Skip to main content

river 2012 - 12

Absence

When the morning doesn't fit, when I seem to be missing the lid of the jigsaw box that holds the pieces of my day, I leave the house and walk through the orchard to the row of leylandii and look at the depressions in the dusty ground beneath them where I'm sure the wild pheasants nestle during the day, even though I only know them from claw marks left in the dusty earth, that my hand never finds a trace of warmth in the shallow bowls, not even a feather.

Some days I catch a glimpse of them – the males barred bright gold and brown, their red wattles, the mottled females – skittering between the rows of apple trees, always keeping a distance. How could they trust us after all this time?

I startled them once, in the farmyard when I opened the back door, a dozen or more of them taking flight at the sound then sight of me: the whirr of wings loud enough to make me step back suddenly, alarm mixed with delight, flashes of green and purple returning to me at moments for the rest of that day, like a charge to the heart.


Popular posts from this blog

haiku: a poetry of absence or an absence of poetry?

The following paper was presented at the PALA (Poetics and Linguistics Association) 2015 Conference at Canterbury University, Kent, UK on 16th July 2015. 
Abstract: HAIKU: A POETRY OF ABSENCE OR AN ABSENCE OF POETRY? Minimalism in Contemporary English Language Haiku
The popular perception of haiku as three lines of 5, 7 and 5 syllables persists in the mainstream poetry world and beyond as if nothing has changed since the first Western translators counted the onji, or sounds, in traditional Japanese haiku and created that misconstrued but enduring template fleshy enough to support a traditional English syntax.
And while putting flesh on bones might be a useful metaphor for the construction of formal and free verse, contemporary English language haiku practice is often more akin to the trimming and polishing of bones to create a form where point of view, adjectives and even verbs may be dispensed with entirely.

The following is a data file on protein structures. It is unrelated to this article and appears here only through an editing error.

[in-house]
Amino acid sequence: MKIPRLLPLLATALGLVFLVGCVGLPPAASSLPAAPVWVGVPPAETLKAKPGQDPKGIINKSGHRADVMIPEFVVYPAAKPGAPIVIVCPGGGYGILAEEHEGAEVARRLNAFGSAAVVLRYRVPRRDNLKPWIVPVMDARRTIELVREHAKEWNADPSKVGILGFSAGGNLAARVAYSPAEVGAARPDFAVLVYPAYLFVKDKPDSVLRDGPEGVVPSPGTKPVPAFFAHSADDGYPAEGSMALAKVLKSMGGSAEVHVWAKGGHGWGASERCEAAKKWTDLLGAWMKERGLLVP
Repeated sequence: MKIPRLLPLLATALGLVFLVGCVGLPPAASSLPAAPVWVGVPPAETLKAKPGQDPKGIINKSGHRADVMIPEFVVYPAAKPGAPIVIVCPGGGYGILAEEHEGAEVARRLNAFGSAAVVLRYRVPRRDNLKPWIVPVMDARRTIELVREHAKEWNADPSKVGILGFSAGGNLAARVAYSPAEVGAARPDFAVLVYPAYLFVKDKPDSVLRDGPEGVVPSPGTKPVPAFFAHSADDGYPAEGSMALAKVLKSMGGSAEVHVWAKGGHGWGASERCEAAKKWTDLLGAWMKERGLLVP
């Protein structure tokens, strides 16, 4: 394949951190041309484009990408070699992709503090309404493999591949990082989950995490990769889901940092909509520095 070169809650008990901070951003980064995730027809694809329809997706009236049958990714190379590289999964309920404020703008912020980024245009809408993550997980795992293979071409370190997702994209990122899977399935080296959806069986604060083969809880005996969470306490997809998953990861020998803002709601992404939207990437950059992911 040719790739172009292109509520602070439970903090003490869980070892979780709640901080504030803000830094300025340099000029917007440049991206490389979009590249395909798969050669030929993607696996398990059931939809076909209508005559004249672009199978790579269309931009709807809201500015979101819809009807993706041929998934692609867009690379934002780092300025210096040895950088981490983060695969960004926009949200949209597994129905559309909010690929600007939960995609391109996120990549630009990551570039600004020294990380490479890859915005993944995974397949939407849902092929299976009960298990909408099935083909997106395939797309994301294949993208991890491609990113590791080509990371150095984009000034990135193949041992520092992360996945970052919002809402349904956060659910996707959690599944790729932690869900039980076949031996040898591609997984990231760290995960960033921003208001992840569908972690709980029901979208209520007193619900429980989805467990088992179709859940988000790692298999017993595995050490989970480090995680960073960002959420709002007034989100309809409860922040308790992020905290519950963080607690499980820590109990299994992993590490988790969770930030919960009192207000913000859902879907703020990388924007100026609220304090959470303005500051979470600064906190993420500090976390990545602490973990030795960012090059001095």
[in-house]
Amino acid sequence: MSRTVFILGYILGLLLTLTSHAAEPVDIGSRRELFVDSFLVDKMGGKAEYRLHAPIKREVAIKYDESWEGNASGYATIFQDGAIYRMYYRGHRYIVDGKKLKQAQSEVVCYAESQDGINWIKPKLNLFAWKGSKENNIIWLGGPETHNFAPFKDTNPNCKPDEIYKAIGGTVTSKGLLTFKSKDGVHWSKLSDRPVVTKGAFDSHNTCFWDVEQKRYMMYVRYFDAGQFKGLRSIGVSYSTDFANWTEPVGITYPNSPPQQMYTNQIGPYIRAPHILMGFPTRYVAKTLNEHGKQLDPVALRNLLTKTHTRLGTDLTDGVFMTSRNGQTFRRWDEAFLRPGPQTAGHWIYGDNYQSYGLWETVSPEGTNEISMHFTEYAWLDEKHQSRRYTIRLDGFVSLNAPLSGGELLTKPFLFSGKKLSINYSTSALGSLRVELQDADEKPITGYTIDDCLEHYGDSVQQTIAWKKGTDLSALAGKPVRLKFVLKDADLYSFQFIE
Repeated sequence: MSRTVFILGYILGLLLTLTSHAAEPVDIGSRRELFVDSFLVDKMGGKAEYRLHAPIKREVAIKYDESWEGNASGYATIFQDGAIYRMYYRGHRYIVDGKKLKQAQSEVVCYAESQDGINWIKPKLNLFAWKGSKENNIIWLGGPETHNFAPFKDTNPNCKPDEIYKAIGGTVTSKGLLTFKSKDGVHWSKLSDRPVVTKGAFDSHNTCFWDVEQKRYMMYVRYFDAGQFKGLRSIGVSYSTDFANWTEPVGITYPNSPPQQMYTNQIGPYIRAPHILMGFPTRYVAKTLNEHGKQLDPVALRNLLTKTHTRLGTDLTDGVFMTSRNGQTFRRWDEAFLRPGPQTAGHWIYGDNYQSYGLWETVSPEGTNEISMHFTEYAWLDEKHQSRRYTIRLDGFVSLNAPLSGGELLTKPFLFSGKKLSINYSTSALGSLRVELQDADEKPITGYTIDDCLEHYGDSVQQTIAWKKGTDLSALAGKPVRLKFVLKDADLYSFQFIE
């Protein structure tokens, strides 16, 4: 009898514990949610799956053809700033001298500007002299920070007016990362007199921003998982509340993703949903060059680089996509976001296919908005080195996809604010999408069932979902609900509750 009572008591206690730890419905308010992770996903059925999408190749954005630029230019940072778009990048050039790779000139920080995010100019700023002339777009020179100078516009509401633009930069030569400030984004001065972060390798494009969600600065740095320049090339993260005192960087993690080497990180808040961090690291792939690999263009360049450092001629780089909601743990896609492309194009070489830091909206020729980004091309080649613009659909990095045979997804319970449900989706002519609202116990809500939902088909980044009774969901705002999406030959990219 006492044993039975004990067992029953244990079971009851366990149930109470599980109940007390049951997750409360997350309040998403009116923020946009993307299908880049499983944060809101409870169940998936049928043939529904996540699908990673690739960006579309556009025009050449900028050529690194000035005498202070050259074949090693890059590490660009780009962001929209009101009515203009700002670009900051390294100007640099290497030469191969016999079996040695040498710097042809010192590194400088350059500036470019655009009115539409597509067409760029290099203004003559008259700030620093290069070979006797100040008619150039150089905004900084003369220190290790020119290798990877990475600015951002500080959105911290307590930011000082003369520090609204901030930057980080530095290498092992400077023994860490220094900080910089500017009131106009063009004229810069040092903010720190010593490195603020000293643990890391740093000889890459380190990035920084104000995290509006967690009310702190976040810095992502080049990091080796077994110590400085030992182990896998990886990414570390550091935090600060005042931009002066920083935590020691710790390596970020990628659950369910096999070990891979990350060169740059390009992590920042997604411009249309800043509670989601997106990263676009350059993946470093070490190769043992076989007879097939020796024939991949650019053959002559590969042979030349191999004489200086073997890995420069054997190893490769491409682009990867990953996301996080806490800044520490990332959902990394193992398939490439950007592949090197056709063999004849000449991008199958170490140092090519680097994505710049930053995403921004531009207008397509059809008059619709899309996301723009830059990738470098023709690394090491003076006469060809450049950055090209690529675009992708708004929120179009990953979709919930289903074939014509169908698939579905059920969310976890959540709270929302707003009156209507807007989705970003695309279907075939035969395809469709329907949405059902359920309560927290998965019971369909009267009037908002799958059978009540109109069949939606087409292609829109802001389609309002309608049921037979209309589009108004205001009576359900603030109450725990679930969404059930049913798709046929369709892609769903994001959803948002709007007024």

This 30 minute presentation will analyse examples of minimal, micro and monostich…

haiku commentary ~ Annette Makino

Sometimes life and poetry intersect naturally. I had a brutal wardrobe clear-out yesterday, as witnessed by the pile of clothes hangers in the centre of the bed and a bulging large carrier bag destined for the charity shop.  And then, through one of those random extended internet excavations, I came across this haiku by Annette Makino, published by tinywords a few years ago which I'd commented on briefly. 

hanging in my closet the person I used to be

Reading it again still elicited a similar variety of responses: laughter, recognition, resignation and sadness. And this time part of ‘the person I used to be’ was neatly folded at my feet! 
Most of us keep clothes that no longer fit us, or suit us. I still have an ostentatious, ostrich feather bolero that I bought in the early 1980s and will never wear again but hold onto from a sense of nostalgia. But the haiku also propels me towards imagining clothes that belonged to someone else, a husband, wife or partner who may have left, or died…

Haibun

When in doubt say ‘yes’ 

November: a month that begins with a syllable of prohibition then slowly denies us colour and warmth. My father's brother has died at 91. This morning’s frost refuses to melt. I watch a day moon swallowed by smoky clouds; leaves shroud the bare earth beneath the apple trees.
But tonight, as if his age and health are no more than a random number, a misconception, my father's voice on the phone so clear, so bright. And the sky beyond the orchard fired by sunset. Yes. Oh yes.
fall
I try
not to





First published in CHO July 2017